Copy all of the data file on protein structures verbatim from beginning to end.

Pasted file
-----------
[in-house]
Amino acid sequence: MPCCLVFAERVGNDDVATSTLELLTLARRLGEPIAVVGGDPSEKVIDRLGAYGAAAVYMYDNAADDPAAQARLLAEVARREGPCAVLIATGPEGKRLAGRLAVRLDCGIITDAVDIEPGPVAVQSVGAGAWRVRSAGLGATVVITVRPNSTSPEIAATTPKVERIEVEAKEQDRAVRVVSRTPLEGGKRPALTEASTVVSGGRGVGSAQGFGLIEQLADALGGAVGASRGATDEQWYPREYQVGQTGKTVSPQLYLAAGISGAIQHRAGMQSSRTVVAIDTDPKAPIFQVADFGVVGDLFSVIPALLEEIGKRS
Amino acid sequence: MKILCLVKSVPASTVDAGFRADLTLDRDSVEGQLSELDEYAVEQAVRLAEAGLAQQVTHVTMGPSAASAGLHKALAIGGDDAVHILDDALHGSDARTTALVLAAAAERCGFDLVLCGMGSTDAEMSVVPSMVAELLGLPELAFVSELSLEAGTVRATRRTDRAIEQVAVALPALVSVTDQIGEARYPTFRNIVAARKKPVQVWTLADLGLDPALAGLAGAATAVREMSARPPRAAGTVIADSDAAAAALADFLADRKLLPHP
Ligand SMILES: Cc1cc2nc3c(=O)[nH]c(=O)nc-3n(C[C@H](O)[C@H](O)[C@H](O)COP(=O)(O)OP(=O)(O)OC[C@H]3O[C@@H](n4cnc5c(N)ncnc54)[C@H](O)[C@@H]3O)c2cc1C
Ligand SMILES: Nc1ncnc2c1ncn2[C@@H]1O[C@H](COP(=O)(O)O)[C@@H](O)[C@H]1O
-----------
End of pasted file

[in-house]
Amino acid sequence: MPCCLVFAERVGNDDVATSTLELLTLARRLGEPIAVVGGDPSEKVIDRLGAYGAAAVYMYDNAADDPAAQARLLAEVARREGPCAVLIATGPEGKRLAGRLAVRLDCGIITDAVDIEPGPVAVQSVGAGAWRVRSAGLGATVVITVRPNSTSPEIAATTPKVERIEVEAKEQDRAVRVVSRTPLEGGKRPALTEASTVVSGGRGVGSAQGFGLIEQLADALGGAVGASRGATDEQWYPREYQVGQTGKTVSPQLYLAAGISGAIQHRAGMQSSRTVVAIDTDPKAPIFQVADFGVVGDLFSVIPALLEEIGKRS
Amino acid sequence: MKILCLVKSVPASTVDAGFRADLTLDRDSVEGQLSELDEYAVEQAVRLAEAGLAQQVTHVTMGPSAASAGLHKALAIGGDDAVHILDDALHGSDARTTALVLAAAAERCGFDLVLCGMGSTDAEMSVVPSMVAELLGLPELAFVSELSLEAGTVRATRRTDRAIEQVAVALPALVSVTDQIGEARYPTFRNIVAARKKPVQVWTLADLGLDPALAGLAGAATAVREMSARPPRAAGTVIADSDAAAAALADFLADRKLLPHP
Ligand SMILES: Cc1cc2nc3c(=O)[nH]c(=O)nc-3n(C[C@H](O)[C@H](O)[C@H](O)COP(=O)(O)OP(=O)(O)OC[C@H]3O[C@@H](n4cnc5c(N)ncnc54)[C@H](O)[C@@H]3O)c2cc1C
Ligand SMILES: Nc1ncnc2c1ncn2[C@@H]1O[C@H](COP(=O)(O)O)[C@@H](O)[C@H]1O